Fresh Roberson, a Chicago chef, kept hearing the same thing from her club’s newest members: Dough was their savior.
Fresh co-directs the Chicago Bread Club, an organization that runs workshops on making sourdough, biscuits, and babka. While the club welcomes members of all ages, it was this new class of millennial attendees — many of them female college graduates — who echoed a very specific sentiment. Bread-making, the physical action of mixing ingredients and kneading dough, was a stress reliever.
“There’s something about following a procedure — putting things together, then watching it rise,” says Roberson, 37. “You get to be creative and work with your hands… It’s also really pretty.”
Baking bread is having a moment: Social media accounts such as Challah Hub highlight the joy of working with yeast, while 800,000 posts are dedicated to #homemadebread. In cities like New York and Los Angeles, bread-baking gatherings have gained momentum despite trendy gluten-free and no-carb diets. Sales of sourdough starter kits are seeing a resurgence.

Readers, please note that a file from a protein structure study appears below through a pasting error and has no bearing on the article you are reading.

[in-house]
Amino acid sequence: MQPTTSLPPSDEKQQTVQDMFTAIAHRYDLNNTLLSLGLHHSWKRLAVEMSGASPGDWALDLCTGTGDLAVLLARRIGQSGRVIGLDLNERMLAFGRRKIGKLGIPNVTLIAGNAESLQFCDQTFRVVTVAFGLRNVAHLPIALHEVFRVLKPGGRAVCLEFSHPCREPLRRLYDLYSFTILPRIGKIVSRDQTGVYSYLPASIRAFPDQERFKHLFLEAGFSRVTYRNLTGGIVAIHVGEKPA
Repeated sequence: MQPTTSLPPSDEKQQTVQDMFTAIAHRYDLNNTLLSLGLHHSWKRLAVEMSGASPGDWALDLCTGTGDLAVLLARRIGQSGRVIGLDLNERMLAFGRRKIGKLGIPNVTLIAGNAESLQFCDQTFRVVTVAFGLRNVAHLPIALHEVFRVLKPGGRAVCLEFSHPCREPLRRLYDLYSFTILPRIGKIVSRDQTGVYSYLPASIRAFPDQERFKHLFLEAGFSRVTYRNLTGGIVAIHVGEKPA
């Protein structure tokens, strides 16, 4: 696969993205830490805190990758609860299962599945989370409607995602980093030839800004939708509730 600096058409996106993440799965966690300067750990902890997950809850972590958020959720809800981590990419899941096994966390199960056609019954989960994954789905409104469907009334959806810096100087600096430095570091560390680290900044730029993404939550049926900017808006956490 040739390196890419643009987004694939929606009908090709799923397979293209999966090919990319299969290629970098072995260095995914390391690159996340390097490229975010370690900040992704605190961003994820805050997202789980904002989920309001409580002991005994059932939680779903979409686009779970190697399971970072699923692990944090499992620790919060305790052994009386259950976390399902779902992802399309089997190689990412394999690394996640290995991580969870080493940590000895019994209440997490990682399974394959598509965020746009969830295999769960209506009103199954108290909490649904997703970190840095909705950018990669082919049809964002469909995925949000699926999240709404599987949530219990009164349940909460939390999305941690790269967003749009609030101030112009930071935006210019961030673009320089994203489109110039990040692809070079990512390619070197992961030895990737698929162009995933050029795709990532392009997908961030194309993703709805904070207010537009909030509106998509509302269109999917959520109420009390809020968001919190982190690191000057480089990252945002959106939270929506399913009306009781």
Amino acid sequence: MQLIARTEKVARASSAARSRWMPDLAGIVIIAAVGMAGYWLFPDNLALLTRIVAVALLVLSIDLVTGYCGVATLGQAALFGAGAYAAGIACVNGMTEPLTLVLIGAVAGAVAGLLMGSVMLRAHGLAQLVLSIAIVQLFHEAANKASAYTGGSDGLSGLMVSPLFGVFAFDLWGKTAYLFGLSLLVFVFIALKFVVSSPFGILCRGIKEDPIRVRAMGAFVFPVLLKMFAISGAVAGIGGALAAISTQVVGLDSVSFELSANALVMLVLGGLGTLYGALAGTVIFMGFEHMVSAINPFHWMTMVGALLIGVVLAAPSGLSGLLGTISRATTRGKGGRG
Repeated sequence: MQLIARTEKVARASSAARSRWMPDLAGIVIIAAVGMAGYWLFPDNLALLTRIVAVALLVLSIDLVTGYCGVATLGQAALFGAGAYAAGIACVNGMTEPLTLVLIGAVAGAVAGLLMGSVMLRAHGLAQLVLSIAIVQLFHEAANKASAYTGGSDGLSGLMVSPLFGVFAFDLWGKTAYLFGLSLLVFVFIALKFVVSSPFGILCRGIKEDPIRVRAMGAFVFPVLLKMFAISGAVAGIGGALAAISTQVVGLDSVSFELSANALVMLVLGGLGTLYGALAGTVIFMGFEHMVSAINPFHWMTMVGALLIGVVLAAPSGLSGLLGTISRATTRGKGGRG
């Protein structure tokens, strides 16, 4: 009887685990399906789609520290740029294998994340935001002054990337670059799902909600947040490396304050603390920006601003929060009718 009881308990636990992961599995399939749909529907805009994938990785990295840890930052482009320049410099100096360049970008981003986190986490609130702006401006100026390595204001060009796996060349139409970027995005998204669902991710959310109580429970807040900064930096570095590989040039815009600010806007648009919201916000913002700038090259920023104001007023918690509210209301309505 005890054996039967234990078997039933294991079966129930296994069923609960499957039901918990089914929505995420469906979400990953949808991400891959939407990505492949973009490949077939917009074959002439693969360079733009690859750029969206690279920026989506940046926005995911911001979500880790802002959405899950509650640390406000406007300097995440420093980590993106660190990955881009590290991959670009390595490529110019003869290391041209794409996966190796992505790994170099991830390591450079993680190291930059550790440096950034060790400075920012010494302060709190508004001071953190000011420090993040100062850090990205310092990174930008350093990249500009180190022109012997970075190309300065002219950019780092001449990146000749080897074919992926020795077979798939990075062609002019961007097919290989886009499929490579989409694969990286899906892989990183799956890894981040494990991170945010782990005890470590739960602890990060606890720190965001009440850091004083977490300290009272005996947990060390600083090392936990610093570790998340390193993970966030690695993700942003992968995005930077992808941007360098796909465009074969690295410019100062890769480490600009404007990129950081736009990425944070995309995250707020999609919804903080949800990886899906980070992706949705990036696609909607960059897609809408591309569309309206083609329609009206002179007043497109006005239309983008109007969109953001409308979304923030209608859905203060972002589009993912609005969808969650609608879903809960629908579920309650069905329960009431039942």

“There’s a real satisfaction element,” says Chicago Bread Club founder and co-director Shulamis Rouzaud, 33, who notes another draw: an intrinsic desire to make something. And bread, for many, is a totally accessible DIY product. You just need flour, water, and the ability to follow directions.
It’s not a chore—it’s ‘self-care’
When referring to baking, Rouzaud avoids the ubiquitous term “wellness,” which conveys a pursuit of something that may or may not be achievable. Instead, she uses “well-being.” That, she explains, is a more holistic and individual-centered philosophy.
Baking is just one of many ways U.S. women now find refuge in activities once associated with domestic drudgery. It’s something they can proudly tackle and satisfyingly complete, in contrast to other modern-day pressures, be it work or parenting or, I don’t know, keeping their family healthy during a pandemic.
“Cooking shouldn’t be viewed as a chore or another…